It really seems that the Gala has turned into a social media craze, where people are more interested in the jokes going around Wechat and Weibo than the actual event itself. This also means that the Gala is becoming more popular among young people, who are creating their own traditions from the classic ‘Spring Festival ritual’ of gathering around the TV with the family to watch the Gala together.
(22:07) About that Shaolin Act…
It was the most spectacular act of the night thus far. But were those real people or were they Minions? This is the joke that’s going viral now.
(22:09) TFBoys here!
This is one of the most anticipated acts of the night, since it is performed by members of the hugely popular TFBOYS. This act is titled “We’re All Pursuing Dreams” (我们都是追梦人), and is likely hinting at the “Chinese Dream.”
This is the fourth time that members of TFBoys are making their appearance at the show since their first performance at the 2016 CCTV Gala.
(22:13) A bit of magic
Taiwanese magician Lu ‘Louis’ Liu (刘谦, 1976) is at the center of this magic act. He is known as the only Taiwanese magician to perform in Hollywood’s ‘Magic Castle,’ and is commonly referred to as ‘Taiwan’s most renowned magician.’ He previously performed at the CCTV Gala in 2009.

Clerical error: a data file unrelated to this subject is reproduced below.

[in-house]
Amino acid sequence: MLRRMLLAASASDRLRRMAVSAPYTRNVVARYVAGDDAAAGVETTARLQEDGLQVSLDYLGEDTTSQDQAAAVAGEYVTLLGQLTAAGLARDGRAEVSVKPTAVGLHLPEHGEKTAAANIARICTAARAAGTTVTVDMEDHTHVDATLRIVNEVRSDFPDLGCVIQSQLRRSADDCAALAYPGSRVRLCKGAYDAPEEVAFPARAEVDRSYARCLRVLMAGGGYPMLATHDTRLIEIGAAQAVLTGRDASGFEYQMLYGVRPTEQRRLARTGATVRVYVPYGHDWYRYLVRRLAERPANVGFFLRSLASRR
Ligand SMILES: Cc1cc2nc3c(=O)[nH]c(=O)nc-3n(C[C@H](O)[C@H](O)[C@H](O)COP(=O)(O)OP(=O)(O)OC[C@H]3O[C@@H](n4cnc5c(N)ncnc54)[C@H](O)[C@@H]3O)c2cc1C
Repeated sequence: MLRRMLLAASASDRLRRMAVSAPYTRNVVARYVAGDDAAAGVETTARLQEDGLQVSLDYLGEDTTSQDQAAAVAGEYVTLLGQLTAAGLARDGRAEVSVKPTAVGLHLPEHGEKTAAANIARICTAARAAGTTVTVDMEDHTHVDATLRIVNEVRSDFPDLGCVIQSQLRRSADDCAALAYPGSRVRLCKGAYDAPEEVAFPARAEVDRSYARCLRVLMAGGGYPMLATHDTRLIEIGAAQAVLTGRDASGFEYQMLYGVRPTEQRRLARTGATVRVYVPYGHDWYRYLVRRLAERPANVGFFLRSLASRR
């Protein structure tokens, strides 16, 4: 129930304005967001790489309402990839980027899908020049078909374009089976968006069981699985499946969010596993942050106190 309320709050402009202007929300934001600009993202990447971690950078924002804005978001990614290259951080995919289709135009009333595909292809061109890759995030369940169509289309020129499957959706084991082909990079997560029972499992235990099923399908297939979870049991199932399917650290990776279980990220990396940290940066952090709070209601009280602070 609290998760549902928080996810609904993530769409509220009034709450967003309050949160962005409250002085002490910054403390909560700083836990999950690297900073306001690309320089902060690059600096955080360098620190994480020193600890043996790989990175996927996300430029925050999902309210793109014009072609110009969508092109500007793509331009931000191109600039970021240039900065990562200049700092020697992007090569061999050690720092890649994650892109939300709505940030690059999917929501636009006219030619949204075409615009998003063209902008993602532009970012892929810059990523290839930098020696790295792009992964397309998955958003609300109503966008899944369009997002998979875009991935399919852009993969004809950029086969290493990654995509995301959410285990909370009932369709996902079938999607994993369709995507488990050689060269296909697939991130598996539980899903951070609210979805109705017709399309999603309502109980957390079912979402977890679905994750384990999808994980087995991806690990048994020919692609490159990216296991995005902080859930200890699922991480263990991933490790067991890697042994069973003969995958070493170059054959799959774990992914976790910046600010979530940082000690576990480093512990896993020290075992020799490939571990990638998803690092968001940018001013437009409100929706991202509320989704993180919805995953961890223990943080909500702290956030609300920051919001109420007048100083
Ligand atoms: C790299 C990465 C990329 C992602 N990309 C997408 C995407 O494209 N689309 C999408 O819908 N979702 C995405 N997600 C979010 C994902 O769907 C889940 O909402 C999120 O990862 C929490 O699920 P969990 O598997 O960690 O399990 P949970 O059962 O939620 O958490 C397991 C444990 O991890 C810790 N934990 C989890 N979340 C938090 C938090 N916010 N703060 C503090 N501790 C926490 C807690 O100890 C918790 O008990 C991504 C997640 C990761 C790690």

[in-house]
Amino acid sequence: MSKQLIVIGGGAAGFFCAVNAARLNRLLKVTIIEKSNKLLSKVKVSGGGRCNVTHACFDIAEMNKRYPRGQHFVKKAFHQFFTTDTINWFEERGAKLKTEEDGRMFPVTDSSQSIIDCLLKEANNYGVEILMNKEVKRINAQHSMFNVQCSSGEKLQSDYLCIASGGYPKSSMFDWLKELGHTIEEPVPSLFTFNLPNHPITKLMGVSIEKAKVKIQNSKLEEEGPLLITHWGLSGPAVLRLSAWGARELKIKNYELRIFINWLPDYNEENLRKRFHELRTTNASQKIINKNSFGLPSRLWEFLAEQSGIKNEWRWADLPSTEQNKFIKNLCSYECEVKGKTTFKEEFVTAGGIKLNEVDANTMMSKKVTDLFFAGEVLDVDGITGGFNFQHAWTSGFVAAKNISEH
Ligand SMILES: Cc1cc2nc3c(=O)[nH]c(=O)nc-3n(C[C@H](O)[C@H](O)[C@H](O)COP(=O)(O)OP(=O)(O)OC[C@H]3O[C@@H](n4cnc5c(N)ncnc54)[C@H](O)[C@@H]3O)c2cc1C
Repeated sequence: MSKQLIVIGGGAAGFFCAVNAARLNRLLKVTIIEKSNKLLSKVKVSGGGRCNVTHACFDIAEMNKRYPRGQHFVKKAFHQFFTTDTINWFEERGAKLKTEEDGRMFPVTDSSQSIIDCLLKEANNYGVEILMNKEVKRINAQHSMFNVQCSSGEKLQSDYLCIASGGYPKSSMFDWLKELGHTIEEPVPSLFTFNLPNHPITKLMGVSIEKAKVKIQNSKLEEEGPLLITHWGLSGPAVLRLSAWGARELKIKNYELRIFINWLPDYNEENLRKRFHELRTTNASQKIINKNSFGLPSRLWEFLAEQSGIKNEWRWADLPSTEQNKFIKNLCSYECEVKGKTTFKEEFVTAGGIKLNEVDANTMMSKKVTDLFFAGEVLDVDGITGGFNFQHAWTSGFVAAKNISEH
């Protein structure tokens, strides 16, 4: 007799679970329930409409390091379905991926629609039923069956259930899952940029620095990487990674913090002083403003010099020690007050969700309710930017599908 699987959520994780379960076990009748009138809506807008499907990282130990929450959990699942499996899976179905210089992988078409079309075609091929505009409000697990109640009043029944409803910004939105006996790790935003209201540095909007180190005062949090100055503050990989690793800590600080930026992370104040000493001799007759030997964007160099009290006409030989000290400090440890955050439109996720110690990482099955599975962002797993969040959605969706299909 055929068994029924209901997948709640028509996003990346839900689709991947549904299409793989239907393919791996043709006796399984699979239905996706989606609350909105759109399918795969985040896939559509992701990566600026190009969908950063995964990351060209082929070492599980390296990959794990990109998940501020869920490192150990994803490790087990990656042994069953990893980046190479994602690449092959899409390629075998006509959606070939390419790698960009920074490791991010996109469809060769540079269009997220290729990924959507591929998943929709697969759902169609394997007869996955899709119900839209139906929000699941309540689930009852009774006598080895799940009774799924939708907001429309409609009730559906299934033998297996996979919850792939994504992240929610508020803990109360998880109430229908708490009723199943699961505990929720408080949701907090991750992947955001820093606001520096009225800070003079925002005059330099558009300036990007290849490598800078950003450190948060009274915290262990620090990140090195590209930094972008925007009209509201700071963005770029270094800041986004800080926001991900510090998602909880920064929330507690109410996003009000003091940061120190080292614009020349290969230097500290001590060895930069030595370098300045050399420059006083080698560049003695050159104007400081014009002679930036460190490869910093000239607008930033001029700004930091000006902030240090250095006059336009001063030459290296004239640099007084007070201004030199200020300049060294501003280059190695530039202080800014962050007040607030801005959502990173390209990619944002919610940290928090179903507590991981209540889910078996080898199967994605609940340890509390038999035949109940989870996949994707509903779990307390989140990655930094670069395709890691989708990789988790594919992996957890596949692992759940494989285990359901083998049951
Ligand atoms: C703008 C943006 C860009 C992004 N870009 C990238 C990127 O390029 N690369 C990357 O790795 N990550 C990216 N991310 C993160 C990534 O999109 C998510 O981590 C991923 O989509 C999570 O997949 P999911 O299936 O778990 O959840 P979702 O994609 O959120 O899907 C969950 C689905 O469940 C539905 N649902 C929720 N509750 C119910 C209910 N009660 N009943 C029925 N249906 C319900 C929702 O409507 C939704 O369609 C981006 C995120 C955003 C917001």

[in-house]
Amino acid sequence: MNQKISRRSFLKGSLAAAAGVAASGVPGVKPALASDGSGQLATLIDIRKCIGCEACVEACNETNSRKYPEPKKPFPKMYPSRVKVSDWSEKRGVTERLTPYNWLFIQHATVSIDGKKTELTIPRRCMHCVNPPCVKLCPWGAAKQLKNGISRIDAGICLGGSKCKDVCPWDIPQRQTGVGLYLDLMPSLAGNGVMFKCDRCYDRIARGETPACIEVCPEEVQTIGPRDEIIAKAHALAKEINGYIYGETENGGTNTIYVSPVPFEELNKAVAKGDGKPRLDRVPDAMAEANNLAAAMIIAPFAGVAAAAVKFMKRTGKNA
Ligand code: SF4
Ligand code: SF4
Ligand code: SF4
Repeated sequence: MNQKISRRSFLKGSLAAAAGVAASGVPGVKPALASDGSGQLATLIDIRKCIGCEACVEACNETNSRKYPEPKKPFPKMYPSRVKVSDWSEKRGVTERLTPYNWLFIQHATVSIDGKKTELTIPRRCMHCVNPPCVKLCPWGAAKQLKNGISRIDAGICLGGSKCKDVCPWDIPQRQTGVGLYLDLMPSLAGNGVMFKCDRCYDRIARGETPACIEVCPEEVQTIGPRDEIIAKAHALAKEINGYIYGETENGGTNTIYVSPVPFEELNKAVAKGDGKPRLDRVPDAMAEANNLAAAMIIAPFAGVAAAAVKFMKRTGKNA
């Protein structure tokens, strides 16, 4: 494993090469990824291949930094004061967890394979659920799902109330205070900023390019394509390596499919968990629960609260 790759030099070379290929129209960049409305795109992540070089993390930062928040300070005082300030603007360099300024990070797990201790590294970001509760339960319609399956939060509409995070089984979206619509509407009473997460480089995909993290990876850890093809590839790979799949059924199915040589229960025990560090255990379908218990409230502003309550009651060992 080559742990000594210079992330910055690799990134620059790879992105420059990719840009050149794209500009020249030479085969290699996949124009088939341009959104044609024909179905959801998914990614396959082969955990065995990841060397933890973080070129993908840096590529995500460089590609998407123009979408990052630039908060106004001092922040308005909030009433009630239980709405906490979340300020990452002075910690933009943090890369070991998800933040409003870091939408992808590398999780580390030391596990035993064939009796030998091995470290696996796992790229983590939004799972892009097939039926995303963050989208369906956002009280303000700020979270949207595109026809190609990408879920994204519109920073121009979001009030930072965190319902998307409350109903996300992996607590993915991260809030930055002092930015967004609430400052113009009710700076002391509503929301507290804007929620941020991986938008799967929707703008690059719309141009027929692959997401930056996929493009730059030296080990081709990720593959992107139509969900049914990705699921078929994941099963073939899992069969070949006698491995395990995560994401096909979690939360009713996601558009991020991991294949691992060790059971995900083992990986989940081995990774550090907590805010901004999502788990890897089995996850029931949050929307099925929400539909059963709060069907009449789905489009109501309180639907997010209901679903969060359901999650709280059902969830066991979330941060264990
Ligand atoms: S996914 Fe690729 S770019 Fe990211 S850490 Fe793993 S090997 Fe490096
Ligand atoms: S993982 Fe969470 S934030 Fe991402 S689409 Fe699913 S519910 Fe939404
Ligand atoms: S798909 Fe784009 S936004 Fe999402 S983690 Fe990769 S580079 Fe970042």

(22:25) “Seizing a seat”
This sketch is called “Seizing a seat,” and I’d actually expected it to be hinting at two separate incidents on Chinese high-speed trains in 2018 that became huge trending topics. In late August of 2018, one rude man from Shandong who refused to give up the seat he took from another passenger became known as the “High-Speed Train Tyrant” (高铁霸座男 gāotiě bà zuò nán) on Chinese social media. Later, a woman from Hunan was dubbed ‘High-Speed Train Tyrant Woman’ (高铁霸座女 gāotiě bà zuò nǚ”) by Weibo netizens, when a video of her bizarre behavior also became trending; she had taken a seat assigned to another passenger while riding the train from Yongzhou to Shenzhen and refused to give it up.
But this particular sketch now seems to be focused on “seizing a seat” in a classroom instead, with parents during a parent’s meeting fighting over who gets the best seat at the school. The story focuses on parents who are not involved in their kid’s education, leaving the responsibility to the school, with the moral behind the story allegedly being that parents should be more involved in their child’s education.